“If you do not mind, I shall remain aboard and continue my maintenance. I have developed a nasty bit of corrosion in a very intimate and delicate locale. I prefer to stay on ship and see to this very personal bit of crevice cleaning.”
“Oh, my, eh hem, yes, of course, Mr. Cogito, by all means, I say.”
“Excuse me, Ma’am, but the crew has got the launch in position alongside the ship, Miss Plumtartt. I’ll scoot down into the dinghy so that I can assist you aboard her in these fast rolling swells.”
“Thank you, Mr. Temperance. Perhaps you would assist Mr. WrenneFeyldde as well since he appears to be having difficulty in making the transition from ship to launch.”
Once we are all aboard, a crew of four silent oarsmen pull us through the dark waters of Cape São Roque Bay. Mr. Temperance and I ride in the bow while Mr. WrenneFeyldde rides astern. As we are making landfall in the middle of the night, the docks are deserted. Mr. WrenneFeyldde steps aside to have a brief, private conversation with a representative of the port authority. I have a strong impression that our host has just bribed a local official. My suspicion is that this WrenneFeyldde person wishes there to be no official record of our ship having stopped and our presence known. Leaving our crew with the launch, our party of three takes the open top carriage our corrupt official has provided into the small, sleeping city, nestled in lush, jungle encroachment.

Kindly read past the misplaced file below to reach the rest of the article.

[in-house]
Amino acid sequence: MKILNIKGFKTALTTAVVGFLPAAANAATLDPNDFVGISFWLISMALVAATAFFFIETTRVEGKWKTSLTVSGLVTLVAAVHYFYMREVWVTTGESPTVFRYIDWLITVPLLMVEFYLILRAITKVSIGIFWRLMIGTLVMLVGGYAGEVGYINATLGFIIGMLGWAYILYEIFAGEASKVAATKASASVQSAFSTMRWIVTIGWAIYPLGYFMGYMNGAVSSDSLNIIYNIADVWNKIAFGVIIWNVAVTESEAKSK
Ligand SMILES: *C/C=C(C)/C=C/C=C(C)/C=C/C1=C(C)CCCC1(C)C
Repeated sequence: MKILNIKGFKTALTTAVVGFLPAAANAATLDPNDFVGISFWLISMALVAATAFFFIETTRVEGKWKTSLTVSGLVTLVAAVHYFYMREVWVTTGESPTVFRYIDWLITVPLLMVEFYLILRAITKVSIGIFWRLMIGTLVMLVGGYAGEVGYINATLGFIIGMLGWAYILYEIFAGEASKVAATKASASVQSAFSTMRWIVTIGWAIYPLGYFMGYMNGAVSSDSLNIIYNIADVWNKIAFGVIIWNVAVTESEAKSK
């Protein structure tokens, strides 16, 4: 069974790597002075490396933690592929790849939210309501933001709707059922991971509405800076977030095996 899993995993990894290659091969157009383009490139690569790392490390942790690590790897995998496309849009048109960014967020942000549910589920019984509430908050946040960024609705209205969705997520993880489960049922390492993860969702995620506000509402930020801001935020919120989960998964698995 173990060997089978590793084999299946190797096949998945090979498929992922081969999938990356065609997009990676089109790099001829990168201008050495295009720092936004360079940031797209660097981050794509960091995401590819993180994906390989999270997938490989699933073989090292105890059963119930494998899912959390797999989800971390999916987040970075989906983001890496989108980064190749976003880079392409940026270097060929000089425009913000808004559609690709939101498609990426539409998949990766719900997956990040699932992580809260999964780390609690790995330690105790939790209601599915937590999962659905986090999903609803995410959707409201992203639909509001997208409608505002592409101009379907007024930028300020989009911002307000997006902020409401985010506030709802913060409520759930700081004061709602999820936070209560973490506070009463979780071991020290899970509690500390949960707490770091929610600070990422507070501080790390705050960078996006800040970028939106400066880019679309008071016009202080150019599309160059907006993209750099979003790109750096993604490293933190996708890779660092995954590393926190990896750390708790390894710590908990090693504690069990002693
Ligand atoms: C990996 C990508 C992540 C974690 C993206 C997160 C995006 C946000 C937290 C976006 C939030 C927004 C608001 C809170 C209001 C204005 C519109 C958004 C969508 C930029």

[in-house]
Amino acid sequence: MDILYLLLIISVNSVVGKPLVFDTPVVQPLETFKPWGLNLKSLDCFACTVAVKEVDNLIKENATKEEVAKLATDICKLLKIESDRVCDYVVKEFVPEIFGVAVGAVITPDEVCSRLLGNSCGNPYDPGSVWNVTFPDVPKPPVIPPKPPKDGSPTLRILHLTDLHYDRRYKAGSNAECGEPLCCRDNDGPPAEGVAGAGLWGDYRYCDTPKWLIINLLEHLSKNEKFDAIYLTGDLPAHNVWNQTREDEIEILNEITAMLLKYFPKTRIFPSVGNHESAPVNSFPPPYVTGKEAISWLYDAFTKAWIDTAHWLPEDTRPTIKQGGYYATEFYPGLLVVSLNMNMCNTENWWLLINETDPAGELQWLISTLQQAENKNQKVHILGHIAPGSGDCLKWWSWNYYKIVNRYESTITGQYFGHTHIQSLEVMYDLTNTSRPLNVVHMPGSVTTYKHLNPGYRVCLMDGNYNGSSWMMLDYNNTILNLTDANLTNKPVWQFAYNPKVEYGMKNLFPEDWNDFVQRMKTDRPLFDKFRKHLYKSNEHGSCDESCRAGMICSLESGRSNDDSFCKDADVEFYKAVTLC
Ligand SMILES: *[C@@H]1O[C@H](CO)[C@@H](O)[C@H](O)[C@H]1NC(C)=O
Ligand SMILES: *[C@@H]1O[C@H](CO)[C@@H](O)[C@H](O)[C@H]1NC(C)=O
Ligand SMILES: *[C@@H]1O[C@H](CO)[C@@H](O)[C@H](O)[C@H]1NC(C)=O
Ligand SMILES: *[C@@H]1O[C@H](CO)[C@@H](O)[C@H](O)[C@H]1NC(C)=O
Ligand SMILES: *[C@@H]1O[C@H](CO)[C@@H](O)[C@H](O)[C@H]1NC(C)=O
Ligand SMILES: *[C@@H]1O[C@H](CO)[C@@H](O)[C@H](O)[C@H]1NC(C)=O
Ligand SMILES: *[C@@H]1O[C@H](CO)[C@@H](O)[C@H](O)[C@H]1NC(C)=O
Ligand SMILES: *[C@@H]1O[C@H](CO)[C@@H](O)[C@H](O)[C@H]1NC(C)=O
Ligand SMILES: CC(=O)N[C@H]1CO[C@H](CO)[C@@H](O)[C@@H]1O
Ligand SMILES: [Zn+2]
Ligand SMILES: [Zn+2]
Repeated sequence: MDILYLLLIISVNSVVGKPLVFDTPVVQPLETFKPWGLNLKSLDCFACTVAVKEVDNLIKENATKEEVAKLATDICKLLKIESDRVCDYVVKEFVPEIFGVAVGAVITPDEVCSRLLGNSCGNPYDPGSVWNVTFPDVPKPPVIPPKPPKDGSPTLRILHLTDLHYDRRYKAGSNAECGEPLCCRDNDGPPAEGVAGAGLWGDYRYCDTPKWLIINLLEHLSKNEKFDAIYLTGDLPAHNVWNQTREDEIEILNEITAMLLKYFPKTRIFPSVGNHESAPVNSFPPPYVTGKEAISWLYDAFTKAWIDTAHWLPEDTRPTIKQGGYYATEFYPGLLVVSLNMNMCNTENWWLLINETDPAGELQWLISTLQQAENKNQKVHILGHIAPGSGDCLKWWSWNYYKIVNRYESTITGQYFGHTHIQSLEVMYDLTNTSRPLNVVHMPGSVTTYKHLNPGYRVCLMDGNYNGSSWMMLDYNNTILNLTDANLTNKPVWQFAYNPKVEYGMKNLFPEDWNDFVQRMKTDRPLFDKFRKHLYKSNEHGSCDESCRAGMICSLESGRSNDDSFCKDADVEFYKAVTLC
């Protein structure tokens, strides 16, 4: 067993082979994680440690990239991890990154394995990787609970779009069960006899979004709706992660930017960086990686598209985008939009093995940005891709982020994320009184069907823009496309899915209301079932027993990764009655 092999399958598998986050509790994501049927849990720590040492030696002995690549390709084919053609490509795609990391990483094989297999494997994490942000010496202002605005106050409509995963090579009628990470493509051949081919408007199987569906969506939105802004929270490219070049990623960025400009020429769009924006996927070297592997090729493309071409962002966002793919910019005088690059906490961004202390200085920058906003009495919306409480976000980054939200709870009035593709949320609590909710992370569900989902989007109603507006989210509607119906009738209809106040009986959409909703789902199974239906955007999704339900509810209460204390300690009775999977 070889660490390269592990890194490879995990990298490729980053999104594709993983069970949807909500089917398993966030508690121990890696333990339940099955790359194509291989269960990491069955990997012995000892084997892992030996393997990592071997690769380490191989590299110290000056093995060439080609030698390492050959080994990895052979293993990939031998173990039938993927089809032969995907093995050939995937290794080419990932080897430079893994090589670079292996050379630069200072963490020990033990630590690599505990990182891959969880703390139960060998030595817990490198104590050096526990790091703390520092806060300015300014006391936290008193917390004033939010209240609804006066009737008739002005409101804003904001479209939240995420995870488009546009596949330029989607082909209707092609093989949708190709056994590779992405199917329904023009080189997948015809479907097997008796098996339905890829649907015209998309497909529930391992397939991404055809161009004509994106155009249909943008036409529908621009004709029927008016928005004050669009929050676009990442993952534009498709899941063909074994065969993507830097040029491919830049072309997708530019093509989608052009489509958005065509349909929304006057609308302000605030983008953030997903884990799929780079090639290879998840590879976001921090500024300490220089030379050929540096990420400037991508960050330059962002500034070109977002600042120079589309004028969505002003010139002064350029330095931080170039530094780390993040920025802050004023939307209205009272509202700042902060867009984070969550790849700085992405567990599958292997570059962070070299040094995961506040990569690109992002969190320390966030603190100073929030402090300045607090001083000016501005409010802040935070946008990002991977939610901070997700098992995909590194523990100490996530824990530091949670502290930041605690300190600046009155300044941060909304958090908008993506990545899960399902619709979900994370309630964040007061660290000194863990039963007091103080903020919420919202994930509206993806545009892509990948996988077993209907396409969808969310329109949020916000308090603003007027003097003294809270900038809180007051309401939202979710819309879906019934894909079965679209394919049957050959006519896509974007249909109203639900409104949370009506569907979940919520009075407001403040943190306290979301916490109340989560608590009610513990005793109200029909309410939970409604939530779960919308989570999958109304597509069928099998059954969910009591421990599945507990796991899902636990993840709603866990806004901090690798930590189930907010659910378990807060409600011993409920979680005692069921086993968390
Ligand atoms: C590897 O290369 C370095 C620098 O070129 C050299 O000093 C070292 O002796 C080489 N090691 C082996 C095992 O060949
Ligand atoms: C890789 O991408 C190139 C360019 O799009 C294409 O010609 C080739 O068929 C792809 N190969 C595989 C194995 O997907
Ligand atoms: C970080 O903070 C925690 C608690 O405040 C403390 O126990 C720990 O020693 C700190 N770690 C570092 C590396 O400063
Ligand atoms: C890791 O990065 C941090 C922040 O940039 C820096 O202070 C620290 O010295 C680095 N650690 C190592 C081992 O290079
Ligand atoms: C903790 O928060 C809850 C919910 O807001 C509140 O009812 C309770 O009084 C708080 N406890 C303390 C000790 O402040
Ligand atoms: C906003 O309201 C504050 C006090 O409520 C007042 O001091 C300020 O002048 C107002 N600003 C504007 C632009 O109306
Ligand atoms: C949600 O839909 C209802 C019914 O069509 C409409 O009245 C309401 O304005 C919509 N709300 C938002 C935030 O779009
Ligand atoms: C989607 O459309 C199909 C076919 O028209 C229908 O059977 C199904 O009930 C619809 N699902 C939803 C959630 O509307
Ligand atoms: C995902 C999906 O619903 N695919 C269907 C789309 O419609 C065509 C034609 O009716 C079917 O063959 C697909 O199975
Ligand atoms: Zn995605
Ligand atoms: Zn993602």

“Oh, I say, Mr. Temperance, take care for you have a spider crawling along your sleeve.”
“Thanks, Miss Plumtartt. I don’t like to kill spiders as they actually do so much good at insect control. I will just carefully flick him to safety.”